With social platforms sending only a piddling amount of revenue back to publishers, some media companies are rethinking the idea of hiring costly platform-specific editorial staffs. The days of those 10-person Snapchat teams may be numbered.
Take Forbes Media. As an independent publisher, it doesn’t have other properties to share costs with. In 2008, it consolidated its print and digital staffs. Today, Lewis D’Vorkin, Forbes’ chief product officer, has applied that same thinking to how Forbes creates articles and videos for social media.
Forbes has a team of seven led by Shauna Gleason, director of social media. Formed over the past six months, the team has platform-specific experts who collaborate with the rest of editorial, including design and video. With only seven people, the social team can’t create with all Forbes’ social content on its own, so sometimes they act as assignment desk, coming up with platform-specific story ideas and working with staffers to create a story for a given platform.
“Increasingly, the strategy here is almost social-first,” D’Vorkin said. “In some cases, they are actually helping our editorial team create content. Years ago, the editor would go, ‘Can you get me some promotion for this post I just did?’ Now, the LinkedIn or Snapchat person is saying, ‘Hey why don’t you do this story on such and such because it’ll do really good on the platform I’m responsible for.’”
As an example, Gleason’s team recently pitched Forbes’ video team the idea of Tasty Super Bowl recipes. The video team filmed videos of two honorees from Forbes’ 2017 30 Under 30 list from the list’s food category, Jennifer Martin of Pipsnacks and Jake Dell of Katz’s Delicatessen. The social team posted the videos across Facebook, Instagram Stories and Snapchat the day before the Super Bowl.
In another case, the social team pitched an Instagram Story to the social visual graphics team for Valentine’s Day. The resulting “Bumble By the Numbers” story explored the dating app with information including dating analytics and best profile practices.
This approach fits with D’Vorkin’s goal of retraining journalists for the demands of modern media. To that end, Forbes also is in the process of building a new CMS that will enable all staff reporters to create content for specific platforms.
“If a journalist wanted to be successful, it used to be, you need to understand digital,” he said. “Now if you want to be a successful journalist, you better understand how to create content for those social platforms.”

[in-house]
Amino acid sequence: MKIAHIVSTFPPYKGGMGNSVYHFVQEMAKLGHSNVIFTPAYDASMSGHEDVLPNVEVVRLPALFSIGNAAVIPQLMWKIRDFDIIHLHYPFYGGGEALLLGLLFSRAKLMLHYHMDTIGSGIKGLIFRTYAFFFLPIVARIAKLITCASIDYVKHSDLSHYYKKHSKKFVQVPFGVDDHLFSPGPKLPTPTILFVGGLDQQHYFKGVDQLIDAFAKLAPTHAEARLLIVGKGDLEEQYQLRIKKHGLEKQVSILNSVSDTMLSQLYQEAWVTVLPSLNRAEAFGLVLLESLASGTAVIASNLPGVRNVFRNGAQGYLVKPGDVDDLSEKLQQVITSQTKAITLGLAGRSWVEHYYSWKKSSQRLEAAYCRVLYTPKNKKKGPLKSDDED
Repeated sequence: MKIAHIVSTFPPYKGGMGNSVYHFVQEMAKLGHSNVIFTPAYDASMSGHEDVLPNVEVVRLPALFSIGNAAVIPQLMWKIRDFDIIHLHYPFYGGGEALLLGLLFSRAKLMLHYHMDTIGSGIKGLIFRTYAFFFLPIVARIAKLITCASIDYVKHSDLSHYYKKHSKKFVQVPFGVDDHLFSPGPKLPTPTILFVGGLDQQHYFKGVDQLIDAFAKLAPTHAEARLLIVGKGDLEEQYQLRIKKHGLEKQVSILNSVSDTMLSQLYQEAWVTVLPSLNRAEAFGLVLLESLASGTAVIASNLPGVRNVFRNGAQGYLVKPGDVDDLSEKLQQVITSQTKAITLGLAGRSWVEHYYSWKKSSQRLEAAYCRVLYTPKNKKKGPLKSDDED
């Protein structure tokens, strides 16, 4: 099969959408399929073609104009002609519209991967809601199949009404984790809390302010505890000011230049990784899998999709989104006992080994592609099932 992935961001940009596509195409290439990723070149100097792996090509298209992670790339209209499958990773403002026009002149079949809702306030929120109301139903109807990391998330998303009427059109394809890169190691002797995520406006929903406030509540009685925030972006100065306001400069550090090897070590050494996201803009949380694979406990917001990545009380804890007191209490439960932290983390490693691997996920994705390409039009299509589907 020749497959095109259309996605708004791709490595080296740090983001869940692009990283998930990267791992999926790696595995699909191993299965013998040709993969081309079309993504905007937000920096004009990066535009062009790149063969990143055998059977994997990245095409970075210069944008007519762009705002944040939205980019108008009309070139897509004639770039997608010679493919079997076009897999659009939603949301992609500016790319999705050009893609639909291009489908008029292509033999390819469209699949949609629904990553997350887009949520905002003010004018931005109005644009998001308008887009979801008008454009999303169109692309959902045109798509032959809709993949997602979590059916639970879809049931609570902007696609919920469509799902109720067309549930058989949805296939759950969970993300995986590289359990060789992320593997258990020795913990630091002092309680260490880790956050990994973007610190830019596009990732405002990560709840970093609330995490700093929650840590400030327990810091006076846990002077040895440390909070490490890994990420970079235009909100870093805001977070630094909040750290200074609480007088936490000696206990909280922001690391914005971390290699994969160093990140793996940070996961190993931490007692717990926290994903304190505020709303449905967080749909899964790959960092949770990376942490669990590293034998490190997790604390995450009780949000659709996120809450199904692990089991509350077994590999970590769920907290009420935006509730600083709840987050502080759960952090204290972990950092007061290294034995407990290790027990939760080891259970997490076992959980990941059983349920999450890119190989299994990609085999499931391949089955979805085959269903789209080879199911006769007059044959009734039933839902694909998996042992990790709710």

Forbes has already seen big increases in its social media followings this past calendar year, including a 73.9 percent increase on Facebook to 4.2 million followers; 48.6 increase on Twitter, to 11.6 million; and 197.9 percent increase on Instagram, to 1.3 million. It wouldn’t say how much revenue it’s getting from distributed content, only to say it plans to ramp up its distributed content strategy this year.
On the revenue side, Forbes also is taking a somewhat nontraditional approach. Similar to how Forbes broke with convention in giving brands access to the same publishing system its editorial staff uses, Forbes also blurs the line with its social media team in that it advises the sales and marketing side on how to bring brands to social channels. It’s even planning to hire a person who will be dedicated to that role.
“We have marketers, brands, who want to reach an audience that comes to a credible news provider, so the social team works with them on different kinds of implementations,” D’Vorkin said.
Forbes’ approach is similar to that of many creative agencies, where the content or idea comes first and distribution and channel strategy second, said Benjamin Arnold, general manager of agency Indigo. The risk of such an approach is that social changes so fast and requires a lot of resources to stay on top of them and respond accordingly. “Expertise clearly is the major factor in how well this is done, but smaller teams with less resources will be at an immediate disadvantage to larger counterparts,” he said.